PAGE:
I have too much spawn / too many tadpoles, what shall I do with the excess?

During spring amphibians return to ponds to breed. In garden ponds, common frogs can be particularly numerous at this time of year.

Sometimes upwards of fifty frogs can return to the pond, leading to the popular concern that ponds may be 'overcrowded' or that there may be 'too much spawn'. This is a completely natural phenomenon, typical of amphibian populations around the world. While some years may be particularly good for breeding amphibians, many people report that in subsequent years the numbers are not sustained and they then drop down.

Large numbers of breeding frogs can result in enormous 'rafts' or 'mats' of frogspawn being deposited, sometimes covering the whole surface of the pond. This is natural and will not result in your pond being 'over-run with tadpoles' or your garden being 'over-run with frogs' later in the year.

Amphibians lay large numbers of eggs as a natural way to counter the range of predators that eat spawn and tadpoles. A popular statistic says that around one in fifty of the eggs laid in the pond will actually make it out of the pond as a froglet. The rest will be eaten by pond predators that might include fish (if present), dragonfly larvae or newts. Having large numbers of tadpoles can also lead to intense competition between individuals for food, meaning again that numbers of tadpoles will naturally thin out.

Of the froglets that leave the pond, only a handful will make it to adulthood - the rest will get eaten by other predators including grass snakes, blackbirds, crows, magpies, hedgehogs, foxes and badgers.

We advise that you refrain from interfering with the natural events that occur in your pond. Instead, enjoy it - frog numbers may not be as high in future years.

Moving frogs or spawn?
We do not advise that you attempt to move amphibians or their spawn away from your pond at this time of year: by taking them to a different pond you may unwittingly transfer various diseases and invasive plants. Also, many amphibians may try to return and they will suffer if placed in an unsuitable area. Do not release spawn, tadpoles or adult amphibians into the wild or into public water bodies such as rivers, canals reservoirs or country park/nature reserve ponds.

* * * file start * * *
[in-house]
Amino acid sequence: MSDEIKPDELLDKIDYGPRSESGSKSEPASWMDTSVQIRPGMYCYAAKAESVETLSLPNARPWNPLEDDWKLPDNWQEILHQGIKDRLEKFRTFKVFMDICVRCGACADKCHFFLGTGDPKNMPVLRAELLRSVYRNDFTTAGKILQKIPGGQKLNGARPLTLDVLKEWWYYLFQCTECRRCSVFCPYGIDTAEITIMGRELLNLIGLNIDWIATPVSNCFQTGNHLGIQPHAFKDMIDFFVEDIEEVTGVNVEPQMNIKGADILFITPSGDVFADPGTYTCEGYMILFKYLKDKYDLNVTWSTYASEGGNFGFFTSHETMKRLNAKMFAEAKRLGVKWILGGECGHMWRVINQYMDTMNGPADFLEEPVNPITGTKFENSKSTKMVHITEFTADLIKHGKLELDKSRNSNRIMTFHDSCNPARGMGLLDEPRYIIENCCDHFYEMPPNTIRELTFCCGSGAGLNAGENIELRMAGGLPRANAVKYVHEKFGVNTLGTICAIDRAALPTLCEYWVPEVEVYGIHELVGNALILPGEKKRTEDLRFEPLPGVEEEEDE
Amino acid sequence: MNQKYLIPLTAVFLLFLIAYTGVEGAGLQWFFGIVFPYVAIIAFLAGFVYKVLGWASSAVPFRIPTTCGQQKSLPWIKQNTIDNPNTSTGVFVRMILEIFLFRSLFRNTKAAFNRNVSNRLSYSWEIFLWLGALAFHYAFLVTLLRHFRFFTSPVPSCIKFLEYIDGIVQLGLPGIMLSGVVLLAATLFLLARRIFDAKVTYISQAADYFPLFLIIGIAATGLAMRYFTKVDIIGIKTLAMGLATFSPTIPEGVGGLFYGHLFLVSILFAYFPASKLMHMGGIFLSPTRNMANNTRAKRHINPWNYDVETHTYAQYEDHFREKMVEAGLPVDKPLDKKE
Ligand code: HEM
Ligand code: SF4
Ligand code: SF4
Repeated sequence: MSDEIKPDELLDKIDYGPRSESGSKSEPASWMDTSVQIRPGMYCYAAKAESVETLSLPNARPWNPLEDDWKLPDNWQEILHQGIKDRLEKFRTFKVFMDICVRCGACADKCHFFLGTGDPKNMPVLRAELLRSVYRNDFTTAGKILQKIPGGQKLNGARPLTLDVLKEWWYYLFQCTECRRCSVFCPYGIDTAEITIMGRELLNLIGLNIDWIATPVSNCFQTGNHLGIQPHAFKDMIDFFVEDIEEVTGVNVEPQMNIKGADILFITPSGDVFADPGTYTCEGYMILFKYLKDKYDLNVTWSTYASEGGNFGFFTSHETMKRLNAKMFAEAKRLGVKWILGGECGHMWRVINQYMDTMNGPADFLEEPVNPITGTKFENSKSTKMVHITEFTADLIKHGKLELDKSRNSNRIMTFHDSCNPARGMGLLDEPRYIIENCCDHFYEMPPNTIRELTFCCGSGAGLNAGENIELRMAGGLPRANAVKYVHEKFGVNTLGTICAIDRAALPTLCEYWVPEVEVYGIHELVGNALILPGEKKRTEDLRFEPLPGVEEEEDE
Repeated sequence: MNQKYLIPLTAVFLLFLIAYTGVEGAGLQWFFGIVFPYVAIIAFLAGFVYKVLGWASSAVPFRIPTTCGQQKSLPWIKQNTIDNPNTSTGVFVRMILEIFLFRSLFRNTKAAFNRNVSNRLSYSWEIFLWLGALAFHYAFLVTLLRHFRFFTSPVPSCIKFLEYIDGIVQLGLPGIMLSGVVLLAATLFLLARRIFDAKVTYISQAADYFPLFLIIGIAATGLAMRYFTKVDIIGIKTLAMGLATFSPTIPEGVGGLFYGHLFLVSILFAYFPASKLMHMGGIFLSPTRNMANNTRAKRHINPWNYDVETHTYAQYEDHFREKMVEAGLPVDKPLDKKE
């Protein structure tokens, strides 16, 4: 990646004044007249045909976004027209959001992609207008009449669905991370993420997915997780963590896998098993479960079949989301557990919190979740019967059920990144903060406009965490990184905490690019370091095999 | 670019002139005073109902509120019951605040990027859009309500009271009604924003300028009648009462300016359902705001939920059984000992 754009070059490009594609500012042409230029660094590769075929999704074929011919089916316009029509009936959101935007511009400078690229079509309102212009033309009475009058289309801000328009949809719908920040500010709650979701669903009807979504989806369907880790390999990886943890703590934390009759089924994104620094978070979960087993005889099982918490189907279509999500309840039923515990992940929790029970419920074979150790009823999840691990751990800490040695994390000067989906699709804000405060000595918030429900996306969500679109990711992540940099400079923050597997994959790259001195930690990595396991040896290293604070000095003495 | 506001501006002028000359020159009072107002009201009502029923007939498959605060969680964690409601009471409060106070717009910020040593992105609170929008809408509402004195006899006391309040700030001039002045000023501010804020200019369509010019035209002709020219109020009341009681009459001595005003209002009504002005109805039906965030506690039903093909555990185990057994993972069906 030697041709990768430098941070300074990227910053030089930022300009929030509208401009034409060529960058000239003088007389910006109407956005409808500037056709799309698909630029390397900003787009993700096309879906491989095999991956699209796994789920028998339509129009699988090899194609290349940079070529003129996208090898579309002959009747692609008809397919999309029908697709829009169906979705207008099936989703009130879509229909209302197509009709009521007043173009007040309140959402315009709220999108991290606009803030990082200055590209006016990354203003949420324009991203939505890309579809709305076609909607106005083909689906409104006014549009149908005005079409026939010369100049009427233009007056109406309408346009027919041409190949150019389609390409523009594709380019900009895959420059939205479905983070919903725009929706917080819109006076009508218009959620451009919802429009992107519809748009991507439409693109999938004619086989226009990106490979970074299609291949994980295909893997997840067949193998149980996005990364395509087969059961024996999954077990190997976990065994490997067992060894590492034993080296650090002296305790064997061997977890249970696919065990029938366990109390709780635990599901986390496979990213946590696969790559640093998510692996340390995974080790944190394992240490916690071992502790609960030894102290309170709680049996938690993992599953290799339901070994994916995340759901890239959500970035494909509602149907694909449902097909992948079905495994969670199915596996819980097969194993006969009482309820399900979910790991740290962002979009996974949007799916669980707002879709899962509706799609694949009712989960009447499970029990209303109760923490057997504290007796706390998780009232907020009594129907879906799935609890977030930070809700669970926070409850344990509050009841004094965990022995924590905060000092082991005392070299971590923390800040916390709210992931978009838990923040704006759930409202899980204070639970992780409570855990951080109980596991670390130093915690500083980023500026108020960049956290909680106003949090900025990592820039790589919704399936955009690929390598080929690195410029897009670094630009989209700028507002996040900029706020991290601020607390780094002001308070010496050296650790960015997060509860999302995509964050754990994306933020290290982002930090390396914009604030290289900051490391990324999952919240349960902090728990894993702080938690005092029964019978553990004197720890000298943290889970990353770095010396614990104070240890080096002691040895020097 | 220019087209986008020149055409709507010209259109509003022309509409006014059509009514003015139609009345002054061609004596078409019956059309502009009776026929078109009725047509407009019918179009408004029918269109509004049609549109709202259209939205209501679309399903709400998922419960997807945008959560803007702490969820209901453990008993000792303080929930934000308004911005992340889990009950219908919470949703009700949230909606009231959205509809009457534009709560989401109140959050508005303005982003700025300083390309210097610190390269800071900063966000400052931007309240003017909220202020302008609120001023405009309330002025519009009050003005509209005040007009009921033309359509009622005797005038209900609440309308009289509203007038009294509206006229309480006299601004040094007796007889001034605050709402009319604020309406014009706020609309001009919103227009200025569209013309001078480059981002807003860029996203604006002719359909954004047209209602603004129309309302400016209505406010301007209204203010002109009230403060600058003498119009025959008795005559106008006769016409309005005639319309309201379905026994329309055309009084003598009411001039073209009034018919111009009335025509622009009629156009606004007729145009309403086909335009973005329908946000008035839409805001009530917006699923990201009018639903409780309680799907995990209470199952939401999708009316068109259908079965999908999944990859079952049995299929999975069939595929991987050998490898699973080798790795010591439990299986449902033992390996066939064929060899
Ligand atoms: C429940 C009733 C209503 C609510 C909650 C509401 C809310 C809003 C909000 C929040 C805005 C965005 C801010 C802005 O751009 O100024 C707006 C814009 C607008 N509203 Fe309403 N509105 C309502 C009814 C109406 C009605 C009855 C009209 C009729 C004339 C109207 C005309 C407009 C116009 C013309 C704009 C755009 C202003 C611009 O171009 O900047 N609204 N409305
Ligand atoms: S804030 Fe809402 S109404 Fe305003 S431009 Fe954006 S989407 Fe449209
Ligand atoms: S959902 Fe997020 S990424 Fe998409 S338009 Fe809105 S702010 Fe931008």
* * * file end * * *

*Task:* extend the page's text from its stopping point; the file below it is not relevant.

I haven't got any spawn in my pond this year, what might be wrong?

Depending on the weather, it may still be too early for amphibians to be returning to ponds to breed. Amphibians breed in the spring when they migrate to their breeding ponds/ditches/etc. Migration is weather dependent (they prefer mild, wet evenings) and so is determined by location - it tends to occur later in the north and east of the country and earlier in the south. Follow the link to the Nature's Calendar website to view how spawning dates differ around the country.

Newts may arrive in ponds after other amphibians have left, as they tend to breed a little later than frogs and toads. Newts also migrate, but it tends to be more drawn out than frogs and toads, with animals arriving at the pond over a longer period of time. In general, newts will start to migrate in early spring (February/March) but this could be earlier or later in different parts of the country or if the spring is particularly mild or cold.

In some cases, lack of breeding amphibians in your pond could be the result of a population decline locally. This might be an indicator of pond loss: ponds form 'stepping stones' for amphibians across a landscape. If ponds disappear, so can local populations of amphibians. Similarly, their terrestrial habitats are just as important - amphibians disperse on land, to forage, hibernate and colonise new areas and if these areas or 'corridors' have been blocked (by a new road or even a fence) or destroyed (through development), the route to your garden may have been lost.

Amphibian populations can fluctuate dramatically year on year so having years with low numbers of amphibians can be a natural phenomenon and nothing to worry about. If no breeding adults appear in your pond, there may be other juvenile amphibians in the areas that will turn up next year as breeding adults (frogs take two or three years to reach breeding age).

You may be tempted to introduce some spawn from elsewhere to try and help your local population but we advise against this. By moving spawn you can accidentally introduce diseases and invasive pond plants.